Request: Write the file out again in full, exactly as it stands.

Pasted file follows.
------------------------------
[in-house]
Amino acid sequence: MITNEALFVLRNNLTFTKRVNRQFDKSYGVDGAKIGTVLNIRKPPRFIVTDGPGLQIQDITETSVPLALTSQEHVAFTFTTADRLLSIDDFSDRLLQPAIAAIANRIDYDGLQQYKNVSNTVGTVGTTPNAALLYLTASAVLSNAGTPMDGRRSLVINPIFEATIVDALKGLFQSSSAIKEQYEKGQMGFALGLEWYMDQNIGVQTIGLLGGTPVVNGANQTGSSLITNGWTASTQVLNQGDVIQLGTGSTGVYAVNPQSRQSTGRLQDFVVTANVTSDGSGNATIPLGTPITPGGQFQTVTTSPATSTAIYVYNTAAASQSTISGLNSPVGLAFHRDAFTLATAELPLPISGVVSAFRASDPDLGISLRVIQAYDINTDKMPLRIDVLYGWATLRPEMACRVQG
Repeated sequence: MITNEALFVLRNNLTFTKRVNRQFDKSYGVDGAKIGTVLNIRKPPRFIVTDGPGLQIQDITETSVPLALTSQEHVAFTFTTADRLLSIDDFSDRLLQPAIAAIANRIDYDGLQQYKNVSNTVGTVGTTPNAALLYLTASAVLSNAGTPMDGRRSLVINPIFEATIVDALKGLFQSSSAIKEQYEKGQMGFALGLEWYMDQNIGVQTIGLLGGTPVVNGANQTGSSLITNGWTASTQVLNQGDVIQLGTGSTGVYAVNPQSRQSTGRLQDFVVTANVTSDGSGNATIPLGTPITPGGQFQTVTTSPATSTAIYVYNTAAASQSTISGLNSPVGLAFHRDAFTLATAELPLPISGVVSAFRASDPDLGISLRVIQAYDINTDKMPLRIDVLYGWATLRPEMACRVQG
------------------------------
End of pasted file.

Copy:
[in-house]
Amino acid sequence: MITNEALFVLRNNLTFTKRVNRQFDKSYGVDGAKIGTVLNIRKPPRFIVTDGPGLQIQDITETSVPLALTSQEHVAFTFTTADRLLSIDDFSDRLLQPAIAAIANRIDYDGLQQYKNVSNTVGTVGTTPNAALLYLTASAVLSNAGTPMDGRRSLVINPIFEATIVDALKGLFQSSSAIKEQYEKGQMGFALGLEWYMDQNIGVQTIGLLGGTPVVNGANQTGSSLITNGWTASTQVLNQGDVIQLGTGSTGVYAVNPQSRQSTGRLQDFVVTANVTSDGSGNATIPLGTPITPGGQFQTVTTSPATSTAIYVYNTAAASQSTISGLNSPVGLAFHRDAFTLATAELPLPISGVVSAFRASDPDLGISLRVIQAYDINTDKMPLRIDVLYGWATLRPEMACRVQG
Repeated sequence: MITNEALFVLRNNLTFTKRVNRQFDKSYGVDGAKIGTVLNIRKPPRFIVTDGPGLQIQDITETSVPLALTSQEHVAFTFTTADRLLSIDDFSDRLLQPAIAAIANRIDYDGLQQYKNVSNTVGTVGTTPNAALLYLTASAVLSNAGTPMDGRRSLVINPIFEATIVDALKGLFQSSSAIKEQYEKGQMGFALGLEWYMDQNIGVQTIGLLGGTPVVNGANQTGSSLITNGWTASTQVLNQGDVIQLGTGSTGVYAVNPQSRQSTGRLQDFVVTANVTSDGSGNATIPLGTPITPGGQFQTVTTSPATSTAIYVYNTAAASQSTISGLNSPVGLAFHRDAFTLATAELPLPISGVVSAFRASDPDLGISLRVIQAYDINTDKMPLRIDVLYGWATLRPEMACRVQG